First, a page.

“You shall have your punishment for setting free the water,” snapped the witch. “After such effort spent damming the creek! You are worse than a fool!”
“Muma, look,” sniveled the dragon, its center head moving closer, Pascha still dangling and flashing in its mouth. “Look, I caught-”
“I do not want that anymore!” snapped the witch, her golden eyes flashing. The toad croaked loudly. “I have just learned who it belongs to- I am no fool! Let it go!”
The dragon’s heads swayed a moment, as though it were stunned. Its slitted pupils were wide and blank.
“I do not think she is being very fair to it,” the golem said to me.
“I don’t think the dragon thinks so, either,” I replied. “But how lucky for us.”
I should probably have considered the fact that the witch was only a few feet away, and easily within earshot, for she turned and looked at us. Instantly I got a very bad feeling.
“Strigoi,” she said, pointing at me- her finger was thick and gray, with almost no nail. It looked like an overcooked sausage. “You, I will not trouble. You are part of the Baba’s game; I can see by her mark. But that golem belongs to Mother Forest, and I hate her, and I do not want it to interfere with the return of the Baba’s horseman; not after I had a hand in injuring it.” She paused to give the dragon a furious look. It was quite still, with Pascha firmly between its jaws.
“The golem doesn’t belong to Mother Forest anymore,” I cut in, because I was beginning to get a bad feeling.
“And Gabi does not belong to the other witch,” the golem chimed in, which was well-meant if not well-timed.
Muma Balaur snorted, thumbing her slab of a nose. It was surprising to me how, even with her gray skin and mossy dress and thick hands, she was still quite a lovely-looking woman. Her figure was full and pleasing to the eye, and her golden eyes were striking, and there was a hard edge to her smile that would certainly cause a man’s heart to tremble. I wondered if it was an enchantment, but she did not strike me as the sort to enchant herself for better looks. Most witches wouldn’t; they had a higher order of concerns.
“Put that down, and don’t make me say it again,” she told the dragon. “I want you to destroy that golem.”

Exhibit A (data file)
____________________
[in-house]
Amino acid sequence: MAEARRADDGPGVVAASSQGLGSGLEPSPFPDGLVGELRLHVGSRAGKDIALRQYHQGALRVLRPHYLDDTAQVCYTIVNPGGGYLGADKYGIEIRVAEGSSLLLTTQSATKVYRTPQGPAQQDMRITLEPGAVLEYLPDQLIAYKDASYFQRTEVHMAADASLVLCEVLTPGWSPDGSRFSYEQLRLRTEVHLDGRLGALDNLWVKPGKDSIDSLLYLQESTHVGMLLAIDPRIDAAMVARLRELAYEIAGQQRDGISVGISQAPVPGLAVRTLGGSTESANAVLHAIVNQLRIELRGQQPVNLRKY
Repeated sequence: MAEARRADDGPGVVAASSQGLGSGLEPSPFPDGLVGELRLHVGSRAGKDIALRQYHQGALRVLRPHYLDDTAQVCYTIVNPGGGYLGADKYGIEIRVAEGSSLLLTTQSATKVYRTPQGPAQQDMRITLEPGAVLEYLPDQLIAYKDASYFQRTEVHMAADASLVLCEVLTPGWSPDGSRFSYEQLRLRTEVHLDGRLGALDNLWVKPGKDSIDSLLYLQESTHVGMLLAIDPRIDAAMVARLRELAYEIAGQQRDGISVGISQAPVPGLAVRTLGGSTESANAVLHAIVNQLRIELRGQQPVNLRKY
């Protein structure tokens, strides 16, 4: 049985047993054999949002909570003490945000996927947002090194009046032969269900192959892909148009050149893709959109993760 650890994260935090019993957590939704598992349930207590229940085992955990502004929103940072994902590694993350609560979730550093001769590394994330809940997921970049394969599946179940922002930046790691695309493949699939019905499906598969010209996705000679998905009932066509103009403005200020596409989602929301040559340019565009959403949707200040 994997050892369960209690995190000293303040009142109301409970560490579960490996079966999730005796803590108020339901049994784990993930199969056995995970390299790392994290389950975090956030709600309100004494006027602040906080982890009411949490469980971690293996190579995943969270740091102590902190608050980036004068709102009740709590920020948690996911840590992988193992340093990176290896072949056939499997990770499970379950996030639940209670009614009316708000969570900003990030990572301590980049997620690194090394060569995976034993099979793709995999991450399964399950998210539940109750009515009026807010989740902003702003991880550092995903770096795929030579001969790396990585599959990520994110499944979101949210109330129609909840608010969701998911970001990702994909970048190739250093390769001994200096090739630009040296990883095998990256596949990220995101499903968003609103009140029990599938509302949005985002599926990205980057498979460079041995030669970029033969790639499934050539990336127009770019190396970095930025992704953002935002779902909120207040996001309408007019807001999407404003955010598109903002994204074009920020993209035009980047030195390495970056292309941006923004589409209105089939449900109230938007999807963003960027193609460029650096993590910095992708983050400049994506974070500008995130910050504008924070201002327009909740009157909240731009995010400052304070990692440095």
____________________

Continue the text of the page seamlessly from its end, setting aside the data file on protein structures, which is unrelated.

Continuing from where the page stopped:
The dragon finally dropped Pascha. He landed with a loud splash and a whine, his horse’s body twisting unpleasantly in the shallow water. The golem took a step forward, then looked at the witch, then at me. I slowly shook my head. It was beginning to look very much like the time to go.
The sky, which had lightened a little, now suddenly seemed to hang lower and darker, the blackened clouds suddenly humming with humid energy. It made me shudder. The dragon’s leftmost head was looking at us. It stepped over Pascha’s prone body- he whimpered again as its low-slung belly scraped over him- and began slowly sloshing its way towards us.
The golem tried to step forward again, but I grabbed its arm, digging my fingers into the clay.
“Get out of here,” I hissed. “That’s not the same dragon you wrestled before.”
“It actually is,” said the golem, sounding mildly puzzled. “I recognize it-”
“Go, you fool, move!” I gave it a great shove, which did not budge it in the slightest. The dragon was still making its ponderous way towards us, Pascha’s light giving it a bloody red backdrop. The witch pulled a pipe out from between her breasts and clenched it in her teeth with a smile.
The golem stepped in front of me, which was stupid, given how the witch had just said she wasn’t going to harm me- and that gave me an idea. I clambered up the golem’s slick back like a squirrel and wrapped my arms around its neck.
“What are you doing?” the golem asked, trying to twist its head around. “Gabi-”
“He can’t fire if it will hit me- Stop that squirming!”
The golem was shaking its shoulders, trying to dislodge me, but I hung on grimly. The witch was watching the spectacle with what appeared to be fascination. So, too, was the dragon. It had stopped moving entirely, and then I noticed that two of its heads were not looking at us, but at the witch.
Several things happened at once just then: Pascha’s light, which had been wavering and red behind the dragon, abruptly went out entirely, but in the split second before it did the dragon changed direction and lunged for the witch with a shriek.
Then everything went dark, and water splashed over my face, and while I blinked and spluttered and nearly fell down in a panic something grabbed me.
“Kezia?” I said, twisting around- it was dragging me by my waist, my feet sliding through the water. Then I realized it could not be Kezia. The arms around my waist were warm.
“Let me go!” My voice was drowned out by a tumult of noise- roars, screams, splashes- my captor stumbled as the earth itself shuddered. I was seized by a great fear. “Let me-”